Indonesia's steel and iron producers urge the government to limit imports of steel into Indonesia as these imports are a burden on the domestic steel industry. Data from the Indonesian Iron and Steel Industry Association (IISIA) show that steel imports from China - the world's largest steel producer - into Indonesia jumped 94 percent year-on-year (y/y) to 3 million tons in 2015. This surge is particularly caused by foreign contractors working on infrastructure projects in Indonesia.
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Today's Headlines Steel Import
Demand for steel in Indonesia is expected to rise in 2016 on enhanced infrastructure development. However, the majority of steel - approximately 60 percent of total demand in Indonesia - is still being imported from abroad (primarily China). Gusti Putu Suryawirawan, Director for Base Metal Industries at Indonesia's Industry Ministry, said the government is eager to support the domestic steel manufacturing industry in order to avert further domination of foreign manufactured steel on the Indonesian market.
The overall capacity utilization of Indonesia's steel industry could grow to 80 percent from 50 percent currently. However, it will require government support. Hidayat Triseputro, Executive Director of the Indonesian Iron and Steel Industry Association (IISIA), is optimistic this target can be achieved as the government's push for infrastructure development is showing positive signs (in the second half of 2015 there have been more groundbreaking ceremonies for large government-led infrastructure projects across the country).
The government of Indonesia plans to introduce a 15 percent anti-dumping duty on steel to prevent massive steel imports thus supporting Indonesia’s domestic steel industry. Indonesia is not the first country to introduce anti-dumping import duties on steel products. China imposed anti-dumping duties on certain stainless steel tubes from Japan and the European Union (thereby increasing the global steel oversupply), while Malaysia imposed anti-dumping duties on hot rolled coils imported from China and Indonesia.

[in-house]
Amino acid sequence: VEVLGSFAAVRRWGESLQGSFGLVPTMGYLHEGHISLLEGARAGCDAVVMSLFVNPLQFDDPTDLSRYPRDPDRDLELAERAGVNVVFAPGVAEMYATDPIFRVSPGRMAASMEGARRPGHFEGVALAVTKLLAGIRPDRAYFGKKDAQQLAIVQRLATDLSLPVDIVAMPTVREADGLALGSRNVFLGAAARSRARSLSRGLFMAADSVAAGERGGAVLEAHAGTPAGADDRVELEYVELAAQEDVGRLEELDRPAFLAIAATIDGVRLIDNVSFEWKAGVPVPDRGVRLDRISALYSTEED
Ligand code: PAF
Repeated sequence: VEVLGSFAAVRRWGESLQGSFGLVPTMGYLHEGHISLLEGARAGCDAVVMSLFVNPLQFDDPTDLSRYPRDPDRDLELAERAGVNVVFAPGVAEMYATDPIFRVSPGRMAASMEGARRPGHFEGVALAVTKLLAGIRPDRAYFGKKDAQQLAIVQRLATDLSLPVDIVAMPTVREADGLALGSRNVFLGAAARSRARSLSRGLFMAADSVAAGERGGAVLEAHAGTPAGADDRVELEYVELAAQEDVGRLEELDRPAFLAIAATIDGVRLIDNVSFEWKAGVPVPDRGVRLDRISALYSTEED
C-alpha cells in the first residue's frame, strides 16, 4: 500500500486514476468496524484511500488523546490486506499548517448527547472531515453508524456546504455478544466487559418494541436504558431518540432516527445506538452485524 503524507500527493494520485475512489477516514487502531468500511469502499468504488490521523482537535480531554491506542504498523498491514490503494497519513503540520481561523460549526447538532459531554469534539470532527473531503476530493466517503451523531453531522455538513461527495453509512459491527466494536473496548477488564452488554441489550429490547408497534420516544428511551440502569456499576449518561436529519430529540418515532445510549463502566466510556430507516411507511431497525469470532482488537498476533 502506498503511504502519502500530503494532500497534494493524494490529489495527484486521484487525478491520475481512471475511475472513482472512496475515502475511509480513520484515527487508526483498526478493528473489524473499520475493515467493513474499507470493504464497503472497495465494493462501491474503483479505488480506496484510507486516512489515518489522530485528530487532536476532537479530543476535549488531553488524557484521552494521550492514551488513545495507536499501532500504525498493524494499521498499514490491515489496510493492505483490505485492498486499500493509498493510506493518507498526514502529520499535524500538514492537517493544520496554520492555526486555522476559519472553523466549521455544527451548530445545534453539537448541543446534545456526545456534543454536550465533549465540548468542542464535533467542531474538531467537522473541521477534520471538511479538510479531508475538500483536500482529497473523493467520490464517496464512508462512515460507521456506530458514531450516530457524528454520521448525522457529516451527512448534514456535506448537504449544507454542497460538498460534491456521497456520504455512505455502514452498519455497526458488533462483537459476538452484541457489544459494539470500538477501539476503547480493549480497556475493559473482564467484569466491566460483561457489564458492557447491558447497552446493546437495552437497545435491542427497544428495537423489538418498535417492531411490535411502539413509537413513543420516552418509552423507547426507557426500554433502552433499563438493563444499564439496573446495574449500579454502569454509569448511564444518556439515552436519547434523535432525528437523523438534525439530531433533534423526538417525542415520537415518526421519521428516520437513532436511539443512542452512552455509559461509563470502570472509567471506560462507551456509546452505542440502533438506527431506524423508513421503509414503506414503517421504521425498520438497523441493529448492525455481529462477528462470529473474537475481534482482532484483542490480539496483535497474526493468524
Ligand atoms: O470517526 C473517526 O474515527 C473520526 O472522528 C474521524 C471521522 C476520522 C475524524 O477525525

Latest Columns Steel Import
Concerns over a trade war are rising as the European Union (EU) plans to impose a 25 percent retaliatory import tariff on various US products, ranging from clothes to motorcycles, if US President Donald Trump indeed goes ahead with his plan to impose a 25 percent import tariff on steel imports and a 10 percent tariff on aluminum imports.
The price of steel has surged 20 percent to USD $365 per ton in April 2016 from USD $305 per ton at the start of the year. The primary reason for the higher steel price is China's plan to curtail the country's installed steel production capacity by a further 150 million tons over the next five years. In recent years the steel price has dropped significantly due to the global oversupply, mainly originating from the chronic steel oversupply in China where domestic demand declined amid the nation's economic slowdown.
The Indonesian government approved the request of Indonesia's automotive sector to be exempted from the anti-dumping duties that have been imposed on imports of steel from specific countries. Through Finance Ministry Regulation No. 65/2013 on Anti-Import Duties, the government set import duties - ranging between 7 and 55.6 percent - for steel imports from China, Japan, South Korea, Taiwan and Vietnam in an effort to protect the domestic steel manufacturing industry amid a global steel oversupply (particularly caused by a supply glut in China).
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